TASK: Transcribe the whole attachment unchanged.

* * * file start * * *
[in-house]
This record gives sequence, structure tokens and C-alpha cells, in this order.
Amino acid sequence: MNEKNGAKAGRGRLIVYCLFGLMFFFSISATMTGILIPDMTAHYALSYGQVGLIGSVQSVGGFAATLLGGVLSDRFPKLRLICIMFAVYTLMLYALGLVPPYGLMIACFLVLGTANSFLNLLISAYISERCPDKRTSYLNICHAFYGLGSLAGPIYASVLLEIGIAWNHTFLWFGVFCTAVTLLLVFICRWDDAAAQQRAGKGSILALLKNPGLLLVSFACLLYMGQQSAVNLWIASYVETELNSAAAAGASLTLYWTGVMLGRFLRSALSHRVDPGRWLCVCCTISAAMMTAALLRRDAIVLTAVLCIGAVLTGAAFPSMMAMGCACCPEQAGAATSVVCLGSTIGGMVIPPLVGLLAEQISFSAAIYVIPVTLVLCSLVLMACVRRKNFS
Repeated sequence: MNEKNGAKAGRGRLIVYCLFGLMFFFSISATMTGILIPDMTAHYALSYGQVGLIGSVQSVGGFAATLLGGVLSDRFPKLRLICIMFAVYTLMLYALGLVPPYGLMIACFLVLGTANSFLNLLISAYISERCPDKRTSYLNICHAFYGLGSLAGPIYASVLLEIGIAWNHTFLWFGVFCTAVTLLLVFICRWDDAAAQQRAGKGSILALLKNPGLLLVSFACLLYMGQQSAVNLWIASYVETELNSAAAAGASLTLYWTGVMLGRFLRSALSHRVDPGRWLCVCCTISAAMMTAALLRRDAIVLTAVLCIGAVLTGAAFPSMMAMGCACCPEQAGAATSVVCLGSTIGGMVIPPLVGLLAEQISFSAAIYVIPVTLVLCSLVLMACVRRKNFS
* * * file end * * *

[in-house]
This record gives sequence, structure tokens and C-alpha cells, in this order.
Amino acid sequence: MNEKNGAKAGRGRLIVYCLFGLMFFFSISATMTGILIPDMTAHYALSYGQVGLIGSVQSVGGFAATLLGGVLSDRFPKLRLICIMFAVYTLMLYALGLVPPYGLMIACFLVLGTANSFLNLLISAYISERCPDKRTSYLNICHAFYGLGSLAGPIYASVLLEIGIAWNHTFLWFGVFCTAVTLLLVFICRWDDAAAQQRAGKGSILALLKNPGLLLVSFACLLYMGQQSAVNLWIASYVETELNSAAAAGASLTLYWTGVMLGRFLRSALSHRVDPGRWLCVCCTISAAMMTAALLRRDAIVLTAVLCIGAVLTGAAFPSMMAMGCACCPEQAGAATSVVCLGSTIGGMVIPPLVGLLAEQISFSAAIYVIPVTLVLCSLVLMACVRRKNFS
Repeated sequence: MNEKNGAKAGRGRLIVYCLFGLMFFFSISATMTGILIPDMTAHYALSYGQVGLIGSVQSVGGFAATLLGGVLSDRFPKLRLICIMFAVYTLMLYALGLVPPYGLMIACFLVLGTANSFLNLLISAYISERCPDKRTSYLNICHAFYGLGSLAGPIYASVLLEIGIAWNHTFLWFGVFCTAVTLLLVFICRWDDAAAQQRAGKGSILALLKNPGLLLVSFACLLYMGQQSAVNLWIASYVETELNSAAAAGASLTLYWTGVMLGRFLRSALSHRVDPGRWLCVCCTISAAMMTAALLRRDAIVLTAVLCIGAVLTGAAFPSMMAMGCACCPEQAGAATSVVCLGSTIGGMVIPPLVGLLAEQISFSAAIYVIPVTLVLCSLVLMACVRRKNFS